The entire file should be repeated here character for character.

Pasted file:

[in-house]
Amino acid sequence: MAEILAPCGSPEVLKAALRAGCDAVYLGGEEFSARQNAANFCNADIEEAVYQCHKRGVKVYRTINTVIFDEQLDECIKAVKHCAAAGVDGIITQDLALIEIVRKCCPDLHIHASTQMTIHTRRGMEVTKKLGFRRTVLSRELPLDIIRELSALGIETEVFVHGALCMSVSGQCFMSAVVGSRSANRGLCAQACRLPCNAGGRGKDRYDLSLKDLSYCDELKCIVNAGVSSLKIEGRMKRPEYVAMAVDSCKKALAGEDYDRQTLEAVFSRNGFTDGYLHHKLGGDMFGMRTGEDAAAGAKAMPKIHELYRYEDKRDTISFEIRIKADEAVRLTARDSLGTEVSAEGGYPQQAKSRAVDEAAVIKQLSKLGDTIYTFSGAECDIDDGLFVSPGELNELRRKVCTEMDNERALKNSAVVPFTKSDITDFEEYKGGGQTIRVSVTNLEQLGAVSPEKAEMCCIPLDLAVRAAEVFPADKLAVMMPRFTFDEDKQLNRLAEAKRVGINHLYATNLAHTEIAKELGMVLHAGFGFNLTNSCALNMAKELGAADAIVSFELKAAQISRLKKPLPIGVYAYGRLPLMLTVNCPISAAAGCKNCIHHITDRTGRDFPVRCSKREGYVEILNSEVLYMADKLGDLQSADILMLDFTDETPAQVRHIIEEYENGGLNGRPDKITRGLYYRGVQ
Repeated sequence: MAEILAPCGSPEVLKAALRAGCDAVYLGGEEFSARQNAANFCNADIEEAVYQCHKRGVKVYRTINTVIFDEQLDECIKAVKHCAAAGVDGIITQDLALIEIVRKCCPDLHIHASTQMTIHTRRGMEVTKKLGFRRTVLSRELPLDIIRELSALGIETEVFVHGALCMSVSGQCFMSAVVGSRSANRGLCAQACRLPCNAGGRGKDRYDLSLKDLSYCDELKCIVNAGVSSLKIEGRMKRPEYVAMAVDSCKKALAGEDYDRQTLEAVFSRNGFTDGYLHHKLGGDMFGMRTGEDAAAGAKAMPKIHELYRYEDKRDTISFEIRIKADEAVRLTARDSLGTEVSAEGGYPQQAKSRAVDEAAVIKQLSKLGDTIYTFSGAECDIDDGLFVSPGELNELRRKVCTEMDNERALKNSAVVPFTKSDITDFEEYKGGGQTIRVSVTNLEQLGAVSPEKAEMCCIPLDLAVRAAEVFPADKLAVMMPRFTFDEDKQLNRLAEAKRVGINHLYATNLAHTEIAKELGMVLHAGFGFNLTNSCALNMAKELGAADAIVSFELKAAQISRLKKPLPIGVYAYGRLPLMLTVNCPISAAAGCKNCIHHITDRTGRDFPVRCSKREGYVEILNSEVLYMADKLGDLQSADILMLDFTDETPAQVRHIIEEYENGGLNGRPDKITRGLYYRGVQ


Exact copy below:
[in-house]
Amino acid sequence: MAEILAPCGSPEVLKAALRAGCDAVYLGGEEFSARQNAANFCNADIEEAVYQCHKRGVKVYRTINTVIFDEQLDECIKAVKHCAAAGVDGIITQDLALIEIVRKCCPDLHIHASTQMTIHTRRGMEVTKKLGFRRTVLSRELPLDIIRELSALGIETEVFVHGALCMSVSGQCFMSAVVGSRSANRGLCAQACRLPCNAGGRGKDRYDLSLKDLSYCDELKCIVNAGVSSLKIEGRMKRPEYVAMAVDSCKKALAGEDYDRQTLEAVFSRNGFTDGYLHHKLGGDMFGMRTGEDAAAGAKAMPKIHELYRYEDKRDTISFEIRIKADEAVRLTARDSLGTEVSAEGGYPQQAKSRAVDEAAVIKQLSKLGDTIYTFSGAECDIDDGLFVSPGELNELRRKVCTEMDNERALKNSAVVPFTKSDITDFEEYKGGGQTIRVSVTNLEQLGAVSPEKAEMCCIPLDLAVRAAEVFPADKLAVMMPRFTFDEDKQLNRLAEAKRVGINHLYATNLAHTEIAKELGMVLHAGFGFNLTNSCALNMAKELGAADAIVSFELKAAQISRLKKPLPIGVYAYGRLPLMLTVNCPISAAAGCKNCIHHITDRTGRDFPVRCSKREGYVEILNSEVLYMADKLGDLQSADILMLDFTDETPAQVRHIIEEYENGGLNGRPDKITRGLYYRGVQ
Repeated sequence: MAEILAPCGSPEVLKAALRAGCDAVYLGGEEFSARQNAANFCNADIEEAVYQCHKRGVKVYRTINTVIFDEQLDECIKAVKHCAAAGVDGIITQDLALIEIVRKCCPDLHIHASTQMTIHTRRGMEVTKKLGFRRTVLSRELPLDIIRELSALGIETEVFVHGALCMSVSGQCFMSAVVGSRSANRGLCAQACRLPCNAGGRGKDRYDLSLKDLSYCDELKCIVNAGVSSLKIEGRMKRPEYVAMAVDSCKKALAGEDYDRQTLEAVFSRNGFTDGYLHHKLGGDMFGMRTGEDAAAGAKAMPKIHELYRYEDKRDTISFEIRIKADEAVRLTARDSLGTEVSAEGGYPQQAKSRAVDEAAVIKQLSKLGDTIYTFSGAECDIDDGLFVSPGELNELRRKVCTEMDNERALKNSAVVPFTKSDITDFEEYKGGGQTIRVSVTNLEQLGAVSPEKAEMCCIPLDLAVRAAEVFPADKLAVMMPRFTFDEDKQLNRLAEAKRVGINHLYATNLAHTEIAKELGMVLHAGFGFNLTNSCALNMAKELGAADAIVSFELKAAQISRLKKPLPIGVYAYGRLPLMLTVNCPISAAAGCKNCIHHITDRTGRDFPVRCSKREGYVEILNSEVLYMADKLGDLQSADILMLDFTDETPAQVRHIIEEYENGGLNGRPDKITRGLYYRGVQ